In recent blog posts, it is made quite clear that Ubuntu intends to collect user data. This option will be opt out at installation, but It will be kept fine print because Ubuntu really wants that information. Windows 10, Mac OS and even apple’s own iOS making news with shady privacy and performance hitting stuff lately, this was bound to happen eventually. Canonical, the company behind Ubuntu, the popular Linux distribution for new users, have proposed to collect hardware and software information from fresh installs of Ubuntu 18.04 LTS. With this data, they have agreed to only use it to make Ubuntu better, but when given how much information they will be collecting and considering what other companies have done with our data in the past, is it really a great choice to trust Canonical with our information?

Derivatives can potentially say no to this. There are options for developers of other distributions underneath Ubuntu’s umbrella. Linux Mint, Bodhi, etc. These distributions have their own say on what goes in or comes out every day, assuming that this ubiquity installer could be forked like any other software is no stretch. Also, if the developer team didn’t want to change the installer completely, they could opt to use a slightly older installer in the mean time, there are even other installer options available. Manjaro, Arch, Antergos, all have installers that are in no way connected to Ubuntu. A Linux youtuber recently raised the question, “What are you going to do?” with regards to the individual develoers behind such derivatives of the popular operating system. It is a good question indeed. A few distributions that are currently unaffected by this change are Manjaro, Antergos, Arch Linux itself, Apricity and Debian(The distribution that Ubuntu is based on). There are many forks and derivatives of Debian that were not mentioned, but the idea is the same for those as well.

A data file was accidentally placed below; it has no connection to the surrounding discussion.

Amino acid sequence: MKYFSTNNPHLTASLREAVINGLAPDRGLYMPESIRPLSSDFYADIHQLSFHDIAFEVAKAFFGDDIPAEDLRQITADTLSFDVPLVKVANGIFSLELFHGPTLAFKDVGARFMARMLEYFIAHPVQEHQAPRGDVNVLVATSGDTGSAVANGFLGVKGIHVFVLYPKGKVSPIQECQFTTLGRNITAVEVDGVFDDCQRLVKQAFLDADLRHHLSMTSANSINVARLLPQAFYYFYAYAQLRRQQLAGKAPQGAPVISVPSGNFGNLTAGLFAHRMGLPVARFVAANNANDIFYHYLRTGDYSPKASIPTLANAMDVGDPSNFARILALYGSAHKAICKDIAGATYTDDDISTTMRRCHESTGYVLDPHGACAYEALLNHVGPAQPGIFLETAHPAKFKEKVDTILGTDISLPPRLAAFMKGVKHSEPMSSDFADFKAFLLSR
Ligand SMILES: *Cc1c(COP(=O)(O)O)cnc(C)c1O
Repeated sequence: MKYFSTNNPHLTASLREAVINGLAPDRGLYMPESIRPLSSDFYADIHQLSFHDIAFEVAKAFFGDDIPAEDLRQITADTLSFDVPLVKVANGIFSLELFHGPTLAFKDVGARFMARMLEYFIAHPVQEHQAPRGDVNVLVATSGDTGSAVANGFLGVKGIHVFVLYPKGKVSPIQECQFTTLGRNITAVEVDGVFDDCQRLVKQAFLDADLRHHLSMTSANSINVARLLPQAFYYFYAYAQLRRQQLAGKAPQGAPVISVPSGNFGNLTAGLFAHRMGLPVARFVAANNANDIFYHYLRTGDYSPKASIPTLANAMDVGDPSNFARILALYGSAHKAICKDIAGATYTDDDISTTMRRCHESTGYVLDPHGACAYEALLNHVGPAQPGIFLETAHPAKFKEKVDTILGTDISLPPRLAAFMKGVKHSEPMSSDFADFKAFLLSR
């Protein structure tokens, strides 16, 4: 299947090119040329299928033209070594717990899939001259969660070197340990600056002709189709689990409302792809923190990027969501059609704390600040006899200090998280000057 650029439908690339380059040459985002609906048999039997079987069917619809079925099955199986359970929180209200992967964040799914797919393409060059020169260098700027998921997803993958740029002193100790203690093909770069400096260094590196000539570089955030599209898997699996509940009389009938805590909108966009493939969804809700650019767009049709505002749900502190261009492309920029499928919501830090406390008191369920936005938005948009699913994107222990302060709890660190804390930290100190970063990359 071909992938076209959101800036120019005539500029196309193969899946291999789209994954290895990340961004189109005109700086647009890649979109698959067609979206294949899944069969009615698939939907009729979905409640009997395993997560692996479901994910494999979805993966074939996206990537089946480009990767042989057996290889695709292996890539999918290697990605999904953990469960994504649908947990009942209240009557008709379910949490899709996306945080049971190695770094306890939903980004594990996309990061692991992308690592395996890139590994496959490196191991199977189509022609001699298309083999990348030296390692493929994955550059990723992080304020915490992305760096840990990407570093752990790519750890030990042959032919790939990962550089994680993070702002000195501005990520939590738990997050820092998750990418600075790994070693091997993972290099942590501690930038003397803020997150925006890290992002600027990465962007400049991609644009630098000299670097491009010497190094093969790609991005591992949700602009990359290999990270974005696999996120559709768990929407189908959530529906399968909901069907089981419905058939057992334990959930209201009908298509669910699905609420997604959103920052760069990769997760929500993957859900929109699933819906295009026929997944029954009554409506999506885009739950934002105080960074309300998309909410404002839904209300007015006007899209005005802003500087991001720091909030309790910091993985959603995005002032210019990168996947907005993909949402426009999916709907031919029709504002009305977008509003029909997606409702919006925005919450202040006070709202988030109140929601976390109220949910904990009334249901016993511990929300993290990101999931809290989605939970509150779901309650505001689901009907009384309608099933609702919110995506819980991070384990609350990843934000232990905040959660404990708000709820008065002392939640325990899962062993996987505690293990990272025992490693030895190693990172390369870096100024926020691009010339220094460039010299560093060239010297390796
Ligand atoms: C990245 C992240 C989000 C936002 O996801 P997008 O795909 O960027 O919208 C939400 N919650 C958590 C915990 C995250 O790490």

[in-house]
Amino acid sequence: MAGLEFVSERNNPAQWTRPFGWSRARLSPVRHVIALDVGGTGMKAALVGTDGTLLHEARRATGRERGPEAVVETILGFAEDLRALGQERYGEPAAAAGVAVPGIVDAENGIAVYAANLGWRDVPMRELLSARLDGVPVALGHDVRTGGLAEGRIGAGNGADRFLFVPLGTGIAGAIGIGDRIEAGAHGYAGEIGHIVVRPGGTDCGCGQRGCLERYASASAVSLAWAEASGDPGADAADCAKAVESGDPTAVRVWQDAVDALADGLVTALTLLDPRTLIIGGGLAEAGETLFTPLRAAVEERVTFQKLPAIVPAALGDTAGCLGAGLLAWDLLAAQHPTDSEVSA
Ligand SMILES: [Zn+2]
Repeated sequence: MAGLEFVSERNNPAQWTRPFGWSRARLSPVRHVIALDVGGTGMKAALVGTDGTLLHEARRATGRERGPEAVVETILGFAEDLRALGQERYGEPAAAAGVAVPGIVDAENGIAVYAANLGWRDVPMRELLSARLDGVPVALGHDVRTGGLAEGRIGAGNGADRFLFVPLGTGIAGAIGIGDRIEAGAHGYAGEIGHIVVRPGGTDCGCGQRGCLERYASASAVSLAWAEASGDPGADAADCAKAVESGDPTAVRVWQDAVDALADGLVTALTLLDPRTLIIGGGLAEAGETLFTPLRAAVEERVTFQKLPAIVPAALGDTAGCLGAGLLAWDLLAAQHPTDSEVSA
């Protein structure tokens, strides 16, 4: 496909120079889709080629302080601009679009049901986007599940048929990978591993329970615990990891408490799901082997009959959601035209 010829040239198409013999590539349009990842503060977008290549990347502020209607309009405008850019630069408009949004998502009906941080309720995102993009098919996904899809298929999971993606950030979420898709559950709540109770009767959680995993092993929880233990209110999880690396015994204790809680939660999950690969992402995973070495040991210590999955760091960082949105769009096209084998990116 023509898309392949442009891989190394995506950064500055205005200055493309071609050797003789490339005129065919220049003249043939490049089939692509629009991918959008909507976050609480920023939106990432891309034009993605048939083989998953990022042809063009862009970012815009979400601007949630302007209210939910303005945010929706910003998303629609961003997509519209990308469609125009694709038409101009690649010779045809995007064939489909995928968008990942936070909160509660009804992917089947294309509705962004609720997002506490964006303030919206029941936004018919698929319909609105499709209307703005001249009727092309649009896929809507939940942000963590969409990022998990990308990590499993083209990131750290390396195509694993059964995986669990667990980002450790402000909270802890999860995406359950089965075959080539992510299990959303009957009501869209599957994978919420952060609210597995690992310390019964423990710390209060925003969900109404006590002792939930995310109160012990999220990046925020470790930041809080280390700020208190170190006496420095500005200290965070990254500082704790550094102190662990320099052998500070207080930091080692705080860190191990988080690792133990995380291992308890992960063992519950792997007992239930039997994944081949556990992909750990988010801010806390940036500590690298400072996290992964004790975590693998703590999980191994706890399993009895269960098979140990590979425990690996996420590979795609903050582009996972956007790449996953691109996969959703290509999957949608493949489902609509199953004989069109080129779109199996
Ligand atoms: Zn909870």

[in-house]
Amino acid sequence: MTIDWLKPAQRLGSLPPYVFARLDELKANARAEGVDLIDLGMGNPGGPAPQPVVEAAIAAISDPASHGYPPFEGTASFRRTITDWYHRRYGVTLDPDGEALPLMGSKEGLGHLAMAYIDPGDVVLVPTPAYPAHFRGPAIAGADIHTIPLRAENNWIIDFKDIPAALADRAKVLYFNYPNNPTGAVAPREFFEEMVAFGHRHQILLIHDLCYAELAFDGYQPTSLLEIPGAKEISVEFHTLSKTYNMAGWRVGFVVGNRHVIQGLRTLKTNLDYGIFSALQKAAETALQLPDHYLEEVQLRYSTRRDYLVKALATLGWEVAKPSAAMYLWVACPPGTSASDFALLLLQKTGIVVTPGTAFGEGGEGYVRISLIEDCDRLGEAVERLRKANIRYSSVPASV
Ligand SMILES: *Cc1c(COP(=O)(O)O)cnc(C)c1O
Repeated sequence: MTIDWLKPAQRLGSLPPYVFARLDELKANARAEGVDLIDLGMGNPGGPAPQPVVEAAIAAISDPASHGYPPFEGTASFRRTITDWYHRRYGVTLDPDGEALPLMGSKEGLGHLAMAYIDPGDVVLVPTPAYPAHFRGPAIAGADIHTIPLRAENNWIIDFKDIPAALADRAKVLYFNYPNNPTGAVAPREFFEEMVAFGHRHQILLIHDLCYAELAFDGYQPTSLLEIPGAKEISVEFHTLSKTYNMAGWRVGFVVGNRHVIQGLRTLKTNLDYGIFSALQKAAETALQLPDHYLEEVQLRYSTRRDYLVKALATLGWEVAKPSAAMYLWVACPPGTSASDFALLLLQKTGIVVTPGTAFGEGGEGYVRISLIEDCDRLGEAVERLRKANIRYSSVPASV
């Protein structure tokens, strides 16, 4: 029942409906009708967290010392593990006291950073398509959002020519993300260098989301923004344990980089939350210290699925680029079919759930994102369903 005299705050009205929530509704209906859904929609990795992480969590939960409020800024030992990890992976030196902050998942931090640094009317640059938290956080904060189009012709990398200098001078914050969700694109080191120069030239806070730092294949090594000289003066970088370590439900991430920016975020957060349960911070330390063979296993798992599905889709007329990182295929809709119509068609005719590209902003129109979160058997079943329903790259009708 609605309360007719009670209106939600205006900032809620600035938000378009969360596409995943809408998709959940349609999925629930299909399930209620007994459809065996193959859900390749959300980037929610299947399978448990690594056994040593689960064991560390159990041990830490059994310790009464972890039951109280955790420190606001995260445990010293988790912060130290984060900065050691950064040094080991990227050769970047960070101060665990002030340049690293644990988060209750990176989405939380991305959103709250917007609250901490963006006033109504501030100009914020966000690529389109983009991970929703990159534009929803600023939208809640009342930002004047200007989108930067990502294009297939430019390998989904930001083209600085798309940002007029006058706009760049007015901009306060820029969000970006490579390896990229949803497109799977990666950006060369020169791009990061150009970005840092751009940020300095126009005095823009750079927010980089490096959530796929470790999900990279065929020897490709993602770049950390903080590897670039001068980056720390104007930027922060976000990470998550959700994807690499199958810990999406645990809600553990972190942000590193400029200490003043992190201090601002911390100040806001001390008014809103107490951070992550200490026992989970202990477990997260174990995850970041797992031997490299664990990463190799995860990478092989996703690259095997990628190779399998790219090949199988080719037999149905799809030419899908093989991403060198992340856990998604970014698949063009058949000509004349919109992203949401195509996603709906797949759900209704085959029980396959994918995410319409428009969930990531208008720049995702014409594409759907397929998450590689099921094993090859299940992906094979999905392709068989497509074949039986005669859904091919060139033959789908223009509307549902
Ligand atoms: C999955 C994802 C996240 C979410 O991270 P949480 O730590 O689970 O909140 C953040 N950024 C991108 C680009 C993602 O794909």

While Ubuntu’s intentions might be good, it’s no small thing that they mentioned this right as all of this other data collecting and obsolecense is going on. Right on the heels of Windows 10 and MacOs, so too is Ubuntu progressively taking a step in the same direction. While it is understandable that this information might make things better in Ubuntu, there are plentiful users out there now who would gladly turn over a brief text file of system information to Canonical if the user has the control of the situation. At the end of the day, it’s up to you as the individual on whether you would keep trusting Canonical or not, but for the most part, Manjaro is a great and stable option for those who just want the spying and telemetry to end. Debian is also an option for new users. Debian is stable and doesn’t have Popcon and Apport like Ubuntu does. Not to mention, Debian is quite shy about allowing just any software into its repositories. While there is a testing branch, it is probably still a safer bet at this time than Ubuntu 18.04 if the proposal indeed passes. More on this as it becomes known.

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